À travers les trois billets précédents traitant de l’infertilité, vous avez pu acquérir maintes informations pouvant vous éclairer sur diagnostic lui-même de l’infertilité, des facteurs de risques à la fertilité puis des tests que les femmes en investigation pourraient être susceptibles de passer pour mieux comprendre la problématique de conception spontanée.
In the three previous articles about infertility, you have learned about an infertility diagnosis, risk factors and tests women can take to understand their reproductive issues.
However, fertility issues affect both men and women. This is why I want to talk about the different tests men may have to take when facing infertility issues.
50% of men will have fertility problems, and unfortunately, we know that they consult very late, wait longer before starting the testing process. Many will refuse to believe the doctor when they diagnose infertility because it affects their masculinity, their ability to make life, produce offspring.
A man’s masculinity can be affected, and they will need time to accept it like they have to go through the mourning stages. Some will do so better than others. Men may have depression, anxiety, sleep issues and sexual problems.
Male fertility disorders are a medical problem, not a personal one. It is a physiological issue, usually regarding the production of a necessary quantity and quality of sperm. To better understand what the problem is, you have to go through a range of tests that will help health professionals understand what is preventing reproduction.
Below are sample tests that will likely be requested for men, but there may be others.
When starting the process, health professionals need sufficient information to understand the man’s situation.
A man will be asked about their history, asked questions about their lifestyle habits, general health, health history, heredity, etc.
Using this information, professionals can uncover risk factors that can increase infertility, such as smoking, drug use, anabolic steroids, poor diet, or chronic stress. A man’s profession may also contribute to their infertility. They may also be asked about previous surgeries or trauma to the testicles, cancer, or infections including sexually transmitted diseases.
A full physical exam, including of the testicles and the vas deferens, will be completed by the doctor to look for clues, issues that can be used to make a more precise diagnosis.
Semen analysis is an easy, non-invasive test using a semen sample after masturbation, ideally after several days of abstinence.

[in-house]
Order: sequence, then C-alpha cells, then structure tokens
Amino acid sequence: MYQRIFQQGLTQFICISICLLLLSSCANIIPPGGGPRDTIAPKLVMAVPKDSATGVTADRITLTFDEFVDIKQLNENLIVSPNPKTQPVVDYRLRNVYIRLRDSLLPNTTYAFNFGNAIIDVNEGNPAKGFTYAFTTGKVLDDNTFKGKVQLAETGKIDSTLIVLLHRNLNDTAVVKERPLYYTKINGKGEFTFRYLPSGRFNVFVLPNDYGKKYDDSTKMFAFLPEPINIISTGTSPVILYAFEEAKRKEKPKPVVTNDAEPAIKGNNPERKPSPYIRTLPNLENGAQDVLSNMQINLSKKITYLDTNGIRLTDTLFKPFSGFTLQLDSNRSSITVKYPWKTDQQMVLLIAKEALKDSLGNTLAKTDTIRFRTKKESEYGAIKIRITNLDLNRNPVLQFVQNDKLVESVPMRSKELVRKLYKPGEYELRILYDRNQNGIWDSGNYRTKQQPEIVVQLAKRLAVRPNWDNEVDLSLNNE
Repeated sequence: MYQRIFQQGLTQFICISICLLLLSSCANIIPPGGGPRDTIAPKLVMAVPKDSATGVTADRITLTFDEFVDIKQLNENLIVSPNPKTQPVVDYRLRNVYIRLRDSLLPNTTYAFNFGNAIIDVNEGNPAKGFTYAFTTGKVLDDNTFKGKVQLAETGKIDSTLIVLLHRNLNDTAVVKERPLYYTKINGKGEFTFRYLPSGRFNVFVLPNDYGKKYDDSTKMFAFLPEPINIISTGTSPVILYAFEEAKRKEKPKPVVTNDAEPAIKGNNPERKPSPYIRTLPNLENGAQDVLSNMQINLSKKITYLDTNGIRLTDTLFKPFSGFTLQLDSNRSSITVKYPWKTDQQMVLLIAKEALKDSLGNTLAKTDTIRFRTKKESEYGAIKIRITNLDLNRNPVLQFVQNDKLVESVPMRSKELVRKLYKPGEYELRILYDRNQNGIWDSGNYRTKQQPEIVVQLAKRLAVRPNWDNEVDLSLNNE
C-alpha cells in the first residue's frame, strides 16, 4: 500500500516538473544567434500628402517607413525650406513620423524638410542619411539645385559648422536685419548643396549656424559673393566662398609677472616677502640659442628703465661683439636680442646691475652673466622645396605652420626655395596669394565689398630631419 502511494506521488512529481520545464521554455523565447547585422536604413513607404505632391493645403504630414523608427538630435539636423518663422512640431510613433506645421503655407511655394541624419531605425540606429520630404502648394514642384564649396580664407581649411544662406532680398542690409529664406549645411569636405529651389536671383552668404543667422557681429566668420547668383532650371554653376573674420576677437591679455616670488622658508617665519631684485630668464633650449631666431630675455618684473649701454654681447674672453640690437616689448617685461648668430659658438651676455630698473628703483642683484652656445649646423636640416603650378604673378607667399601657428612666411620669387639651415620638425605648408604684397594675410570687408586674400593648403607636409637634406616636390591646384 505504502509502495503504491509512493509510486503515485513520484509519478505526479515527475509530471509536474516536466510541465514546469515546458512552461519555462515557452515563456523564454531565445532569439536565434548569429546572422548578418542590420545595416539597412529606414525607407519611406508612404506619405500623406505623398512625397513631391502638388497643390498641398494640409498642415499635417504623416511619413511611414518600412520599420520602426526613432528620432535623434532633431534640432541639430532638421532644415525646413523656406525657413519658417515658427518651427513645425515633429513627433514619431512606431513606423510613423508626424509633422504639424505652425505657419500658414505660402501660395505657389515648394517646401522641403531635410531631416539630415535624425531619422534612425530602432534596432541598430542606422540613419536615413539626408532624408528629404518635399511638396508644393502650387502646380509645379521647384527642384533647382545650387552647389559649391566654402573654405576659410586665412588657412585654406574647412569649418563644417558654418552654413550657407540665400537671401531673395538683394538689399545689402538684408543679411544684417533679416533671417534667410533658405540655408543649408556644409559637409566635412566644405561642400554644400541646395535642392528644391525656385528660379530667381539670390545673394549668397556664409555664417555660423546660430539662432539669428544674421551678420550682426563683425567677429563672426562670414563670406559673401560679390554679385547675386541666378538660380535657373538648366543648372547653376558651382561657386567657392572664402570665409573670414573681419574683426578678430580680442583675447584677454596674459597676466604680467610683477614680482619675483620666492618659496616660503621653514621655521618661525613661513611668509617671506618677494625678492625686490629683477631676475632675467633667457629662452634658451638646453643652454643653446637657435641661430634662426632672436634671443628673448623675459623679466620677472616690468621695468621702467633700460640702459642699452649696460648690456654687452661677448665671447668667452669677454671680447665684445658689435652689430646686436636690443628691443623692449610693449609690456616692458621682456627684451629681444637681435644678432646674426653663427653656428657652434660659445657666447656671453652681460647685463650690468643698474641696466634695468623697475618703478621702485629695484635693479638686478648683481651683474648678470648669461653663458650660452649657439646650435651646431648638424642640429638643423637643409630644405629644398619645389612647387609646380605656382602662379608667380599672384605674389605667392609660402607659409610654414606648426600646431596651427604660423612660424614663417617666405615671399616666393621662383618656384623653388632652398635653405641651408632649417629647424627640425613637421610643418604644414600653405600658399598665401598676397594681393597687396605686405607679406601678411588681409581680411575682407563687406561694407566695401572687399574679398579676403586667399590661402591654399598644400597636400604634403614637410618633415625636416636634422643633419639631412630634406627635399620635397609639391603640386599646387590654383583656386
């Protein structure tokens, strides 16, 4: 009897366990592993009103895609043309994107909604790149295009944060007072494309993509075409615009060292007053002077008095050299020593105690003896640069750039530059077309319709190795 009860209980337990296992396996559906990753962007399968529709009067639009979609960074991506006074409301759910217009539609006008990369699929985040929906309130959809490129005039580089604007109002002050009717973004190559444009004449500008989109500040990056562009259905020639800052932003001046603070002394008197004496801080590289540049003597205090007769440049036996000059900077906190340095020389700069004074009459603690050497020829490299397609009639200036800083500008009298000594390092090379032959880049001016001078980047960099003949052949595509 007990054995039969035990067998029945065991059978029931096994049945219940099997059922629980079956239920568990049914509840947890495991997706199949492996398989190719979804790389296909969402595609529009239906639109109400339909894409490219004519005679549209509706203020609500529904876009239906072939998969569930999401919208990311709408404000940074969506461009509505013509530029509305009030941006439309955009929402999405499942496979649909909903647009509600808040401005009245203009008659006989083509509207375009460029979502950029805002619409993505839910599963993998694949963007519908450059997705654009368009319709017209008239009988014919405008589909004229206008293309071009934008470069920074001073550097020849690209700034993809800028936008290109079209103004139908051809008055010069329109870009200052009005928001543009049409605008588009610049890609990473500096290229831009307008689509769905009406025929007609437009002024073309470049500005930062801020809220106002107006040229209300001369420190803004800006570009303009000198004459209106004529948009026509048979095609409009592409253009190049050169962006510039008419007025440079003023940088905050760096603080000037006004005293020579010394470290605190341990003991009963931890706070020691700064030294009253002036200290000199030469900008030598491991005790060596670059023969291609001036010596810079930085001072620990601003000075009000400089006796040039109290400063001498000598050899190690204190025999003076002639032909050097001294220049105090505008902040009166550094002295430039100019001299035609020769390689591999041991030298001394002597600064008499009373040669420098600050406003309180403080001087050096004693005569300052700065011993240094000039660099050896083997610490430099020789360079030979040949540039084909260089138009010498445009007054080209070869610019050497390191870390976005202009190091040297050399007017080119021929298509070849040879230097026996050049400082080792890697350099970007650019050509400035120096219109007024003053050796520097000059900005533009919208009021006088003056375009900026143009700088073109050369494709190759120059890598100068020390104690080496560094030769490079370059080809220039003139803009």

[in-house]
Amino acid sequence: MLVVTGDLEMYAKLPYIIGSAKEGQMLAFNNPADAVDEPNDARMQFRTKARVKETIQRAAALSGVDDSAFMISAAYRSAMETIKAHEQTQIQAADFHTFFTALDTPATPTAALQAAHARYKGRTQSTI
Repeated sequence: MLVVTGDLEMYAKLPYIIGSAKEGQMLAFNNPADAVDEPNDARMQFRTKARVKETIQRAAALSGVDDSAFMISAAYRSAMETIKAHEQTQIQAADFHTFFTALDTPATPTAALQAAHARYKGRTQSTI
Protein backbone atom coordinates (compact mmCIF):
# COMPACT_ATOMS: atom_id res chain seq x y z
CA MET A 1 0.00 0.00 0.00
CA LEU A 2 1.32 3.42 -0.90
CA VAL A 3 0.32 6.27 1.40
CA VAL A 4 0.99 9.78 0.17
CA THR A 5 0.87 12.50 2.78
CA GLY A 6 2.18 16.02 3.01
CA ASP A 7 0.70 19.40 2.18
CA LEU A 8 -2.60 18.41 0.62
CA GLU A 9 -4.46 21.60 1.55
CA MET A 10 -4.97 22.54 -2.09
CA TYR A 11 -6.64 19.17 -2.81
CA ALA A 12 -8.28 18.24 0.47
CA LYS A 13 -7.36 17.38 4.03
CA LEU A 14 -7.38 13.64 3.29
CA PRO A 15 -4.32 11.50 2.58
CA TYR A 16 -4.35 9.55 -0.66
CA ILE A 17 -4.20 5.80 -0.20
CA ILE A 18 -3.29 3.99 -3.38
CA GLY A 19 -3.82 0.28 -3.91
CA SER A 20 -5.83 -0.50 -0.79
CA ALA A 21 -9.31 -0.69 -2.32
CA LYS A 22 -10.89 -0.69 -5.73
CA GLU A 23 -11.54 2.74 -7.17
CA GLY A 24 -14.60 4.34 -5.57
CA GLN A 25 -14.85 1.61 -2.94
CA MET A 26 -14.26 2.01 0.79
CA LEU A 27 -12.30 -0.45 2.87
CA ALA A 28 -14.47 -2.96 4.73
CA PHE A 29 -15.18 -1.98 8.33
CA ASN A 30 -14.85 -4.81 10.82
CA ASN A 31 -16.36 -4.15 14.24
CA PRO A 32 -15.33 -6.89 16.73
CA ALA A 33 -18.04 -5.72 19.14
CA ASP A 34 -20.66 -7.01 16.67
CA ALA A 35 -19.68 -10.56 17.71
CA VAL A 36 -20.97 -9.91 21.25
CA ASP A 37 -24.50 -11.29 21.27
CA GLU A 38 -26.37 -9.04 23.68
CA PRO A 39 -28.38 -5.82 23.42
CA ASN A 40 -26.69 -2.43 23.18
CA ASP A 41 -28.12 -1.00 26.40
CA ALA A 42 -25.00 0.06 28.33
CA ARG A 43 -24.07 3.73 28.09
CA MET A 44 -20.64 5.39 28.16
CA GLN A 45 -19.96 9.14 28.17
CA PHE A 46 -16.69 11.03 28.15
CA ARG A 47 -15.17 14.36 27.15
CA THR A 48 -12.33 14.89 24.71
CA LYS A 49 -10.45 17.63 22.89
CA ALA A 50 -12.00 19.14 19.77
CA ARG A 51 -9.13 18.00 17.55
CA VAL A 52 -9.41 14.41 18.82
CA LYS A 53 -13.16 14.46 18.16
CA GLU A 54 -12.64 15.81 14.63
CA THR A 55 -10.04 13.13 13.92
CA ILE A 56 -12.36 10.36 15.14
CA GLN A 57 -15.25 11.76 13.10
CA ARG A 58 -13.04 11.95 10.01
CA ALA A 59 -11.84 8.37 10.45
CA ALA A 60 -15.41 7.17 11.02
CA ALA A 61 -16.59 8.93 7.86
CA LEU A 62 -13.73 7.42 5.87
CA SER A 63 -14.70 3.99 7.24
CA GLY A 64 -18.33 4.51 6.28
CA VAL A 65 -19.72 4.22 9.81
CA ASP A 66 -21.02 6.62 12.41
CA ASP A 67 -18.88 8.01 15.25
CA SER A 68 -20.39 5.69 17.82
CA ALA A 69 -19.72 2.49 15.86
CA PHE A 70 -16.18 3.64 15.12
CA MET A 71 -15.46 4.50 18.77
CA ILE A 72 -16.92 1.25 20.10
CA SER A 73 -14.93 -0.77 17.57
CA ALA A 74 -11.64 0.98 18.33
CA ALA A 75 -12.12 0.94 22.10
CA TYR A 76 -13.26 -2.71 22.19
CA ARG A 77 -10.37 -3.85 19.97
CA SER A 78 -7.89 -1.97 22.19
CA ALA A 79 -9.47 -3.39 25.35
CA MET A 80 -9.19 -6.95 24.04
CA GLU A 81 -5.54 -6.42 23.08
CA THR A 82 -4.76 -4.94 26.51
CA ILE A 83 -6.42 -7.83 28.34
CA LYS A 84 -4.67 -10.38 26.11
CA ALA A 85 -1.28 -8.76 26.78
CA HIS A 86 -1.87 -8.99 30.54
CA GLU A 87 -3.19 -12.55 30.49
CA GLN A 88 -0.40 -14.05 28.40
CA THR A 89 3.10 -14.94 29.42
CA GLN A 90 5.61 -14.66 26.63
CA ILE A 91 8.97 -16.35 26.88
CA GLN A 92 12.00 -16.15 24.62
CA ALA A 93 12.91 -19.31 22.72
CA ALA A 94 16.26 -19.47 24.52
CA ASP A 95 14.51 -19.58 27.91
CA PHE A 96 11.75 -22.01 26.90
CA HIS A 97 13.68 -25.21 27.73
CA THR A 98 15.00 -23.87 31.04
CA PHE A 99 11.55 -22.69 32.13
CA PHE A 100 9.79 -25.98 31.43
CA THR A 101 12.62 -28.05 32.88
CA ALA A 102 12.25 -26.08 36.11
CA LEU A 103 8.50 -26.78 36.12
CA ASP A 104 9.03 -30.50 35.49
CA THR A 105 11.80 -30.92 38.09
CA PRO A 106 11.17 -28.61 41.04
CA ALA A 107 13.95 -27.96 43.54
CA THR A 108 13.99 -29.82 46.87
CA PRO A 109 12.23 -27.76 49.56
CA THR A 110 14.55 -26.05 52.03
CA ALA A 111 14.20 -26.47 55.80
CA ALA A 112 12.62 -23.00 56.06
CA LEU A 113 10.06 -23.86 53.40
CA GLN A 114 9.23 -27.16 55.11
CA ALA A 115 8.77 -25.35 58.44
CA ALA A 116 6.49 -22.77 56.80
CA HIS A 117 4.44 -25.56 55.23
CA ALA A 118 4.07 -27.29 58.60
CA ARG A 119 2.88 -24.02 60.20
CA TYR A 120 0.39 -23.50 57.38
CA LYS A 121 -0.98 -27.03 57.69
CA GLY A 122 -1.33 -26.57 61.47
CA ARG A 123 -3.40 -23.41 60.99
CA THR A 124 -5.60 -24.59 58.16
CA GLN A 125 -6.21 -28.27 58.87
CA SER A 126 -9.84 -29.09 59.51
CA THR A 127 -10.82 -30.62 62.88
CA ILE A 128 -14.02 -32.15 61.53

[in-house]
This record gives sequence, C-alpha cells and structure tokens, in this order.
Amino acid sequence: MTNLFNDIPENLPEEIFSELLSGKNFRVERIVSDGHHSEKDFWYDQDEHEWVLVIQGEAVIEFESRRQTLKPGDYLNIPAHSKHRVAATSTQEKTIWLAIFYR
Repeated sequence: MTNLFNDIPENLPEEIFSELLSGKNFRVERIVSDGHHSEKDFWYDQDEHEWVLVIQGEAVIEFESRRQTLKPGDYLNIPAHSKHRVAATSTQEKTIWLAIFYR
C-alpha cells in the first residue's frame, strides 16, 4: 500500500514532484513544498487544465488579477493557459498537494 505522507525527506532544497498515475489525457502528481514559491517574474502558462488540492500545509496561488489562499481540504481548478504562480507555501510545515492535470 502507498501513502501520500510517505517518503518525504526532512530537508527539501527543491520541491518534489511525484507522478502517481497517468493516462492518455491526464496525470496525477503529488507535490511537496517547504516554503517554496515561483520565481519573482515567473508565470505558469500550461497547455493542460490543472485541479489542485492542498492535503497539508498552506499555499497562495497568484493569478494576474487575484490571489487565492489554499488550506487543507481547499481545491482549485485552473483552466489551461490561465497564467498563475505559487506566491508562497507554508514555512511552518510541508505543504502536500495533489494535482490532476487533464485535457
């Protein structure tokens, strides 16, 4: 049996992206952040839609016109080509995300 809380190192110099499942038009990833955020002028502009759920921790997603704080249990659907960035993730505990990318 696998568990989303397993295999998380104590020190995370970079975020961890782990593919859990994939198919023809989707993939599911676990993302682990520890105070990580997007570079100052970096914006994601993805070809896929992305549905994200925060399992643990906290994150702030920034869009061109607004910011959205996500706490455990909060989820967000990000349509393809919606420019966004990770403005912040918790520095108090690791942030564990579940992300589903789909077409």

A full analysis of the semen sample will be done with a microscope to evaluate specific elements. This test provides different types of information, including sperm concentration per millilitre, mobility, vitality and form. The presence of antisperm antibodies can also be checked as it can be a fertility factor.
Since semen can vary from one ejaculation to another, men should expect to repeat the semen analysis several times to check for differences between samples. However, even if this test helps evaluate male fertility, it doesn’t tell the whole story. 15% of male infertility causes will remain unexplained.
A hormonal problem can be the source of reproductive difficulties.
Male bodies are also managed by a range of hormones that have a role in its different functions. Regarding reproduction, the hormones that are evaluated in the blood will be very similar to women’s.
FSH and LH are essential for men to send orders to the testicles to produce sperm. That is why their levels can inform the professional when checking for reproductive problems. There is also estrogen, TSH produced by the thyroid gland, and prolactin which will be tested as they play a role in male reproduction.
Males will also have their testosterone measured because it has a significant influence on the production of sperm in the testicles and their form.
DNA Analysis (Karyotype)
Fertility specialists can request a Karyotype of sperm to study the chromosomes that make it up. This might indicate that genetic issues are the source of the reproduction problem or repeated miscarriages.
Sperm has DNA, the molecule that carries the male’s hereditary genetic baggage. This sperm will meet the egg carrying the woman’s DNA. A happy mix takes place during fertilisation. If there is a manufacturing defect or malformation, conception may be compromised, or if fertilisation has taken place, the survival of the embryo.
An ultrasound of the male genital tract may take place to see if there are blockages or malformations present.
All these tests will help you better understand the man’s situation when facing fertility issues. If an issue is identified, there are solutions available that can bypass the problem using techniques associated with assisted human reproduction.
S’il y a un trouble identifié au niveau de la fertilité au masculin, des solutions peuvent être proposées pour contourner ces difficultés par l’utilisation des techniques rattachées à la procréation médicalement assistée.
The Baby Expert